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Bedard v. Bedard

Alabama Court of Civil Appeals

July 27, 2018

Michael J. Bedard
v.
Sharon Bedard

          Appeal from Madison Circuit Court (DR-15-900028)

          THOMPSON, PRESIDING JUDGE.

         Michael J. Bedard ("the husband") appeals from a judgment of the Madison Circuit Court ("the trial court") divorcing him from Sharon Bedard ("the wife"). In the judgment, among other things not relevant to this appeal, the trial court divided the parties' marital property, awarded the wife sole physical custody of the parties' child ("the child") subject to the husband's visitation, and found the husband in contempt for his failure to comply with a pendente lite order.

         The record indicates the following. The wife filed a complaint for a divorce on January 19, 2015, and, at the same time, she requested pendente lite child support. On March 19, 2015, the husband filed his answer and a motion seeking the entry of the court's "standing pendente lite order," as well as a request for a pendente lite hearing seeking enforcement of the standing pendente lite order. A hearing was held on April 9, 2015, and the next day the trial court entered a pendente lite order awarding the parties joint legal custody of the child and the wife sole physical custody of the child subject to the husband's standard visitation. The parties were directed to provide the trial court with income information pursuant to Rule 32, Ala. R. Jud. Admin., so that the court could determine child support. The trial court also entered the standing pendente lite order that the husband had requested. Among other things, the standing order directed the parties to preserve their assets. The parties complied with the request to provide income information, and on April 28, 2015, the trial court amended the pendente lite order to direct the husband to pay the wife $1, 660 on the first of each month, beginning in May 2015, as pendente lite child support.

         On May 4, 2015, the wife filed a motion to hold the husband in contempt because he had paid only $1, 303 in pendente lite support. On July 1, 2015, the wife filed a second contempt motion alleging that she had received the second child-support payment from the husband on June 30, 2015, and that that payment was for only $281.74. In her motion, the wife said that the husband had told her that the trial court had incorrectly calculated his child-support obligation. Before the trial was held, the wife filed two more contempt motions--one regarding the husband's failure to pay the required child support and the other alleging that the husband had removed the wife from his health-insurance policy in violation of the standing pendente lite order.

         During the trial, the following evidence was adduced. The parties were married in December 2008. The child, a daughter who was seven years old at the time of the trial, was the only child born of the marriage. However, both the husband and the wife had older children from previous marriages. Both parties sought sole physical custody of the child. The husband testified that he was concerned about the child being injured in the wife's care. He said that, on three occasions, he had taken the child to the hospital for what he said were dislocated elbows. He presented photographs of the child with bruises and scrapes and said that the wife had explained away those injuries, saying the child was clumsy. The husband also testified about an occasion when the wife "smacked" the child because she was crying. He said that the child had never given him cause to even send her to her room, adding that the child had "been a very compliant child to me."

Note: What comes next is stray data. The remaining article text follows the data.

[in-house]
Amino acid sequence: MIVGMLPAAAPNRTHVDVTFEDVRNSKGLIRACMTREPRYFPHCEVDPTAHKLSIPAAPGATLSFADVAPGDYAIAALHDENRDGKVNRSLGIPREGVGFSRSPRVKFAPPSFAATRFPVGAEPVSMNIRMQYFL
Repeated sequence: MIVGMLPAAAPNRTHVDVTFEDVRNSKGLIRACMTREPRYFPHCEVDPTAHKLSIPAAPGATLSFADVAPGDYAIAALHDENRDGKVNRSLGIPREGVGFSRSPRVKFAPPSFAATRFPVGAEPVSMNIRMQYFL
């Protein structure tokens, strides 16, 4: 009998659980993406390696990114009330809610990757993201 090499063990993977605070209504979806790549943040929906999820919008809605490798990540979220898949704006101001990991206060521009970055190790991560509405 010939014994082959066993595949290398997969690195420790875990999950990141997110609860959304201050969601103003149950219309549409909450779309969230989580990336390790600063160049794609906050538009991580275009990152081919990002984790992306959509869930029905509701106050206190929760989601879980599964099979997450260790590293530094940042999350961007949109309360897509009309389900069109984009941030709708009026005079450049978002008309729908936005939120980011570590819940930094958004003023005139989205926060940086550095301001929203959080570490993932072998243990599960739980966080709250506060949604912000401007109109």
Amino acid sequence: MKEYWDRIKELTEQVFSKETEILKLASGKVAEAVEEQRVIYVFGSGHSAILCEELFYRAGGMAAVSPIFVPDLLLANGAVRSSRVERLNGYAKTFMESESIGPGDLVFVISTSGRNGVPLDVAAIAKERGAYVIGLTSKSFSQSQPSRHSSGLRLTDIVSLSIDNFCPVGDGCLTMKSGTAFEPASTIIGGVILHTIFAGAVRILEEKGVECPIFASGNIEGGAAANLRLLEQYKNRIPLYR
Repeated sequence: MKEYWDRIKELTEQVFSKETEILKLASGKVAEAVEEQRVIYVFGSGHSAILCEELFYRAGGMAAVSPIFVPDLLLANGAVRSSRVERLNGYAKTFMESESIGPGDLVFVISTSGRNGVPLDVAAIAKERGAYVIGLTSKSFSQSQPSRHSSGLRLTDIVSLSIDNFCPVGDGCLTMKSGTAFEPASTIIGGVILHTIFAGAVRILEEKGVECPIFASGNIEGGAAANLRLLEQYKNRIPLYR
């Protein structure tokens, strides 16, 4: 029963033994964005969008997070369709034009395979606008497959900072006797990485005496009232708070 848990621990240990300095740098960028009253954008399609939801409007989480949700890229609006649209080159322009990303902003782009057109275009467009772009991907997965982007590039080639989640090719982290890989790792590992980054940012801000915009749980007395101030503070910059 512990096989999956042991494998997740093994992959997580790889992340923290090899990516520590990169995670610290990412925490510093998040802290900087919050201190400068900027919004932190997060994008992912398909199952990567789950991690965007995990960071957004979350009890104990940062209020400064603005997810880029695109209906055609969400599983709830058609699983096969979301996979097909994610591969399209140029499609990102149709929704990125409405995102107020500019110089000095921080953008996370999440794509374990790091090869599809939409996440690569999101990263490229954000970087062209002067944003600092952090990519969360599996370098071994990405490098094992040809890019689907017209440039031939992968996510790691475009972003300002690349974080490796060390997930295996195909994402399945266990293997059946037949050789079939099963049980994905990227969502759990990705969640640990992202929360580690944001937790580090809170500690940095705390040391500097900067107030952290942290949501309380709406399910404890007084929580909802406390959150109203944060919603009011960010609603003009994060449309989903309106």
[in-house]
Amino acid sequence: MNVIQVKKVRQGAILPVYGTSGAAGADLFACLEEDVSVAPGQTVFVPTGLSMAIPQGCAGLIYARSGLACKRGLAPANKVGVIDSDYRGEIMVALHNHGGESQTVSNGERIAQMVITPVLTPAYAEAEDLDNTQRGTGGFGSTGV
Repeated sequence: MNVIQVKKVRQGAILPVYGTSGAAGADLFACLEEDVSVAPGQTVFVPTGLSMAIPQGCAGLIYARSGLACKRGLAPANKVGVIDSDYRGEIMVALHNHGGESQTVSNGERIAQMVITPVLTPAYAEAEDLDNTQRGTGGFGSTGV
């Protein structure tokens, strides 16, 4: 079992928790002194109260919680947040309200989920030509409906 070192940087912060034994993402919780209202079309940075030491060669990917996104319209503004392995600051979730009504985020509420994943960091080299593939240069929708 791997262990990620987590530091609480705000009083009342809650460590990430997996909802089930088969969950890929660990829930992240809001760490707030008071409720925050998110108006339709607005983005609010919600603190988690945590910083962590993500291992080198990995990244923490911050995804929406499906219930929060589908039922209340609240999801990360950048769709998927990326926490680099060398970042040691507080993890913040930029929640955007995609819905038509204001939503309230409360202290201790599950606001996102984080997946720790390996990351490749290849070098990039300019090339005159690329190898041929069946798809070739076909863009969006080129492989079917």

The husband's father, Donald Bedard, testified that the wife was a "fabulous, caring" mother and that he had no concerns about the child's well being in the wife's custody. He said that he had been to the wife's apartment where she had been living with the child since the parties' separation and that, at the wife's home, "there was no anxiety, happiness, no sadness." During the marriage, Donald Bedard said, the parties' home had "a bit of anxiety, walking on eggshells at times ... and fear." Donald Bedard acknowledged that he and other members of his family, including the husband's mother and siblings, did not have a relationship with the husband. Donald Bedard testified that the husband had told him he was not welcome in the husband's home.

         The husband testified that he disciplined his older children by taking away a privilege or grounding them. However, the husband acknowledged that he had been charged with felony child abuse regarding one of those children. In his appellate brief, the husband says only that the charge had been nolle prossed. However, the record indicates that, during his testimony, the husband acknowledged that he had participated in a pretrial-intervention program through the auspices of the district attorney's office. The program required the husband to make a statement admitting guilt and to perform 100 hours of community service.

         The wife testified that she and the child spend time together baking, gardening, sewing, swimming, playing with dolls, and "role playing." She also testified that the husband would not allow her to take the child to South Africa to visit the child's maternal grandfather when the maternal grandfather was dying. The wife testified that, in her opinion, she and the husband would be unable to co-parent the child. The husband testified that he did not know of a reason why the parties could not co-parent the child.

         As to the parties' property, on December 12, 2008, before they married, the parties entered into an antenuptial agreement. Pursuant to the agreement, the husband and the wife were to maintain the separate estates with which they entered the marriage. A specific term of the agreement provided that the husband was to retain his house, where the parties lived during the marriage. However, the agreement further specified that there was an outstanding balance of $36, 000 on a home-equity line of credit ("HELOC") secured by that house at the time the agreement was reached. The agreement provided that the husband "will pay [the wife] the amount of $18, 00 less half the outstanding balance on the loan." No other terms or limitations regarding the payment of the $18, 000 were included in the agreement.